When you’re out shopping do you sometimes buy two of something simply because it’s a good deal? I do! Especially when it comes to furniture. A local seller was offering two chests of drawers that were relatively the same size, but differed in appearance. This one below is my subject for today’s makeover. I’m going to show you how I not only repair this piece, but turn it into an industrial chest of drawers.
This particular dresser was looking like it was embarrassed. It seemed like it was red in the face. When JC brought it home I wasn’t exactly thrilled to see it as the owner didn’t describe it well. First, there was a huge hole in the top that had been repaired and was the repair was shrinking. And it was among friends with nicks and dings all over.
Then, there was the issue of the top being entirely too short – like ¾” too short from the back. Not to mention the finish was just awful. I’m assuming the gap was from a mirror, but also could have been a decorative piece that had gone missing. I couldn’t really tell because the back panel showed no signs of hardware holes as it had been replaced, nor did it have any holes in the back top.
What’s a girl to do about that? I could replace the top, however, I felt it was much easier to just fill that gap with a decorative piece. We did the same to the chest of drawers we installed in our bathroom as a vanity. It serves as our backsplash and works awesome.
Okay, so to get this looking like an industrial chest of drawers, I grabbed a hardwood board from my stash and cut it to length with my miter saw. Then, I sketched out my design and traced it onto the board. The best way to get the design is measure to find center, create a template exactly half the size, then trace it on both ends of the board flipping it at center. That allows you to replicate your design exactly on both sides.
I even decided to replace those knobs with new pulls, so I filled the holes and sanded those too. Next, I lightly sand everything down.
Enter in a new
toy, ahem…tool. I have long since wanted one of these cabinet hardware jigs to save my brain from becoming crazy trying to not only get measurements placed evenly, but level. Check it out….this thing allows me to set the measurements for pulls (or knobs), set it in place and then drill. How stinkin’ cool is that?!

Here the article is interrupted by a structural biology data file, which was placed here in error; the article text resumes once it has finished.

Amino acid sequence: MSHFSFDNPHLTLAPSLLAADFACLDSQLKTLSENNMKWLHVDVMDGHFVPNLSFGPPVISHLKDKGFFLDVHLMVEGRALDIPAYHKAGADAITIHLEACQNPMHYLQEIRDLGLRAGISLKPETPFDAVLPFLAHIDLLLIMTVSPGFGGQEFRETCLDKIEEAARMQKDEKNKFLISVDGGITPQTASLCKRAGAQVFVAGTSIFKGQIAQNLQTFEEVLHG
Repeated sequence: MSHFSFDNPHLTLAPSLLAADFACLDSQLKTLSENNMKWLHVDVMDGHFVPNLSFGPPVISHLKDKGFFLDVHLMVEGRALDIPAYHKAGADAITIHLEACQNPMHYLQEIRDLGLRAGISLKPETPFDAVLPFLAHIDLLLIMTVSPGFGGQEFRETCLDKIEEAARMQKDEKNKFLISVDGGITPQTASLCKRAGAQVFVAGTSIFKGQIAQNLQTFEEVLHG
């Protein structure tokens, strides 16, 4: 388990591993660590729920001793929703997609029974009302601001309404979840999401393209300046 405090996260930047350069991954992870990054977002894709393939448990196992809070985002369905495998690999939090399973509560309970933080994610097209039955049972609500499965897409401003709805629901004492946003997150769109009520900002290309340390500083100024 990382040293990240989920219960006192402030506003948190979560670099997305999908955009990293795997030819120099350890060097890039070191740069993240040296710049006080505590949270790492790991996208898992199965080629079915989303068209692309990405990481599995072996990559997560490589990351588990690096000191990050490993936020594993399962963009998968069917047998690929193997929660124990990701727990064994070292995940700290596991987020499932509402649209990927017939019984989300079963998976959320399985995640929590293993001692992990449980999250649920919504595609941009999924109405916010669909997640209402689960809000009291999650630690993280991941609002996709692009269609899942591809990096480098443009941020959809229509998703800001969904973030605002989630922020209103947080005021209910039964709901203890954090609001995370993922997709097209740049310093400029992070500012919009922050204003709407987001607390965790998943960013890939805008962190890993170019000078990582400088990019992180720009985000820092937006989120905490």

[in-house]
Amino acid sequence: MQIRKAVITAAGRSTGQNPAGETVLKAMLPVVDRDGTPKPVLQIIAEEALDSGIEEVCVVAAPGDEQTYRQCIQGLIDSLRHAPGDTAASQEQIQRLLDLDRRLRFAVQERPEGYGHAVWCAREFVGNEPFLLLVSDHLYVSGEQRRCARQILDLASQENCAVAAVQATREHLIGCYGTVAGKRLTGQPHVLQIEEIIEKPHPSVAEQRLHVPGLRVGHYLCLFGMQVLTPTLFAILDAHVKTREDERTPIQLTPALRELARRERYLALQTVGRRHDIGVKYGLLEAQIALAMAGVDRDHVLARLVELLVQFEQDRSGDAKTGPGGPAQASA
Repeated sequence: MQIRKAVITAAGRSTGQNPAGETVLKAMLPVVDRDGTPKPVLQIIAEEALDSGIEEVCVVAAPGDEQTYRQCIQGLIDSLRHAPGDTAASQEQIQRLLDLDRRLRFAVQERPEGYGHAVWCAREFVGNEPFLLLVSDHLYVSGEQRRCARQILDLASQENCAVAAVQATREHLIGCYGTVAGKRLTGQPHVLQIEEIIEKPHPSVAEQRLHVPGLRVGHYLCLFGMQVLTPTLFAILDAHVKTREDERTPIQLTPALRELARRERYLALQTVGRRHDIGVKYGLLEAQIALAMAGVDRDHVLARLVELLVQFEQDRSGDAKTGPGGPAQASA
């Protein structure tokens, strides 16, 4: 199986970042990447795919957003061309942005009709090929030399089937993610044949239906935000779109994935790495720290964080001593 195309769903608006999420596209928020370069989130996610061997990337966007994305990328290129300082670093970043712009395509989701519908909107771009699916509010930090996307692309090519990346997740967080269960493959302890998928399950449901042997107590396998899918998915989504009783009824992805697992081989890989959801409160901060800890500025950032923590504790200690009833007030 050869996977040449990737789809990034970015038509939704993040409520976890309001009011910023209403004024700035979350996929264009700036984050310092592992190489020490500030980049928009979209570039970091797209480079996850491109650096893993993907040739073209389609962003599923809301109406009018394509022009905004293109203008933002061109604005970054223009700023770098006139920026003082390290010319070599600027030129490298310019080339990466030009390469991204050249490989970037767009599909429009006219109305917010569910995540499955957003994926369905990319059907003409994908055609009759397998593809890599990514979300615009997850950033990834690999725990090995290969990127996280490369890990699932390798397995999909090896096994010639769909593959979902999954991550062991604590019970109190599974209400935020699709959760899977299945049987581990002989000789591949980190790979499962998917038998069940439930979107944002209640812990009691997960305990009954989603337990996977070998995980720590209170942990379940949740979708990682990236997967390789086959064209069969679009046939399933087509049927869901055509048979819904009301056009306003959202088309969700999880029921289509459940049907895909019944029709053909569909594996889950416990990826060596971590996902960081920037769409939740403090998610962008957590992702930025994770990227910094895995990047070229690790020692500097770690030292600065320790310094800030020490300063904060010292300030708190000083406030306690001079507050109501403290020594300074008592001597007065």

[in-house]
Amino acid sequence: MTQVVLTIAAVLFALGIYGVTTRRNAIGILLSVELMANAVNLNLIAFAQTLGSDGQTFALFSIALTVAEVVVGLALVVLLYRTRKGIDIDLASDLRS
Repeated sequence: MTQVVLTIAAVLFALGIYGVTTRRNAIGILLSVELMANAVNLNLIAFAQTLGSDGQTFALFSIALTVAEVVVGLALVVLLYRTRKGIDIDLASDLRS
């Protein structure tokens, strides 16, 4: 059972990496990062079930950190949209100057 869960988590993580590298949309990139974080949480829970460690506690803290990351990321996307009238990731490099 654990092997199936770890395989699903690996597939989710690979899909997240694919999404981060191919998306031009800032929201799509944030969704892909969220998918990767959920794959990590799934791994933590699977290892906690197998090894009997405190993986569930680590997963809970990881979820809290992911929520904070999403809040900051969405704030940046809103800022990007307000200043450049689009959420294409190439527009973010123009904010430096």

This is when I begin to sing, “I love my tools, I love my tools! O how they make life easy.” (to the tune of O Christmas tree). Yes, I do love to sing when working. tsk. Doesn’t everyone?
No more drill bit slipping and I can know they will be level.
FIX ‘ER UP
I left the drawer fronts as they were. Then, I applied a black wax to the fronts using one of my favorite brushes. Zibra brushes are so absolutely versatile for stains, paints, finishes and any project you can think of. This particular brush is an older Square Brush I deemed for use for waxing as it was not up to par for paint any longer. Brush the wax on and rub off with a soft cloth.
In order for that decorative piece I added to match, it needed to peek a stain out from under paint. Using my Angled Brush, I apply a cherry stain that is similar to the current color. Like the wax brush I used, this one stays dedicated to stain applications.
Next, I used two coats of a flat black paint. Using my Stubby Brush, the cabinet gets a nice rich coat of paint. Application is so easy with the right brush, which is why I can’t get enough of these brushes. You can seem them in action on many more of my posts HERE.
After two coats of paint letting them cure in between, then topping off with wax, my rustic industrial chest is ready to go. It’s a far cry from the before, isn’t it?
That top, back piece I added really sets it off nicely and I’m glad I gave it a try. The bin pulls are extras I had from using in my kitchen remodel, they fit this piece perfectly. If you look close, I even added a couple of escutcheons to make it look like it has skeleton key holes. The metal accents I added match the original steel casters. I have a thing for casters…mmm….
The Tin Lizzie embroidery was a piece I scored off the curb on trash day along with some other prints I wrote about in this blog post here. I just love it! I found the velocipede at a thrift store and painted black. Gotta love thrift stores, right?
And just for fun, I lined the drawers with a paper. Who doesn’t love to peek at pretty things even on the inside too? I know I do.
Like most of my project pieces, this industrial chest of drawers is now available in my shop. (SOLD)We ship most anywhere and the best part is our costs are half of most and we can ship more than one piece of furniture for the same price.
Time for some more fun! You know I love to inspire you to give DIY a try and what better way than by putting my favorite brushes in your hand? Woot!
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Also, pin and share this industrial chest makeover to encourage others to give DIY a try. We can make our house our home for so much less.
Up next, I’m taking this old barn screen and turning into fabulous farmhouse decor. See the after HERE.